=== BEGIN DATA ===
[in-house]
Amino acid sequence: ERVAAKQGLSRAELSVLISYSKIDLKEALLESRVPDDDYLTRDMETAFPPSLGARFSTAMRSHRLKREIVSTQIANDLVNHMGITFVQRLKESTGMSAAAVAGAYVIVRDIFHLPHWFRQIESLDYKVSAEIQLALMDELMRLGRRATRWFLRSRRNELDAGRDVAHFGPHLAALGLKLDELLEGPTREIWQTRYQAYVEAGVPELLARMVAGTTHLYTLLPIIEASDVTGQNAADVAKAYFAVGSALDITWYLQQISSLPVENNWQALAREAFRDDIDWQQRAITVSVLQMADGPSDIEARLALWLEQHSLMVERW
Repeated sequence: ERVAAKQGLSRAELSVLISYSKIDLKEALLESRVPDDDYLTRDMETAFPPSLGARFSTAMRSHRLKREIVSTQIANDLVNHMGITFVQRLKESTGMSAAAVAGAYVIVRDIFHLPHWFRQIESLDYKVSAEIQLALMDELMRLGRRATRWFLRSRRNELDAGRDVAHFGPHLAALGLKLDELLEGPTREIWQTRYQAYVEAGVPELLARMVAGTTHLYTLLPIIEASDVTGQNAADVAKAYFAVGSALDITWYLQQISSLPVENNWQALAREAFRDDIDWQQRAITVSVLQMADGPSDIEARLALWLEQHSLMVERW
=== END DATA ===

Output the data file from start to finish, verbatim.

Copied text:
[in-house]
Amino acid sequence: ERVAAKQGLSRAELSVLISYSKIDLKEALLESRVPDDDYLTRDMETAFPPSLGARFSTAMRSHRLKREIVSTQIANDLVNHMGITFVQRLKESTGMSAAAVAGAYVIVRDIFHLPHWFRQIESLDYKVSAEIQLALMDELMRLGRRATRWFLRSRRNELDAGRDVAHFGPHLAALGLKLDELLEGPTREIWQTRYQAYVEAGVPELLARMVAGTTHLYTLLPIIEASDVTGQNAADVAKAYFAVGSALDITWYLQQISSLPVENNWQALAREAFRDDIDWQQRAITVSVLQMADGPSDIEARLALWLEQHSLMVERW
Repeated sequence: ERVAAKQGLSRAELSVLISYSKIDLKEALLESRVPDDDYLTRDMETAFPPSLGARFSTAMRSHRLKREIVSTQIANDLVNHMGITFVQRLKESTGMSAAAVAGAYVIVRDIFHLPHWFRQIESLDYKVSAEIQLALMDELMRLGRRATRWFLRSRRNELDAGRDVAHFGPHLAALGLKLDELLEGPTREIWQTRYQAYVEAGVPELLARMVAGTTHLYTLLPIIEASDVTGQNAADVAKAYFAVGSALDITWYLQQISSLPVENNWQALAREAFRDDIDWQQRAITVSVLQMADGPSDIEARLALWLEQHSLMVERW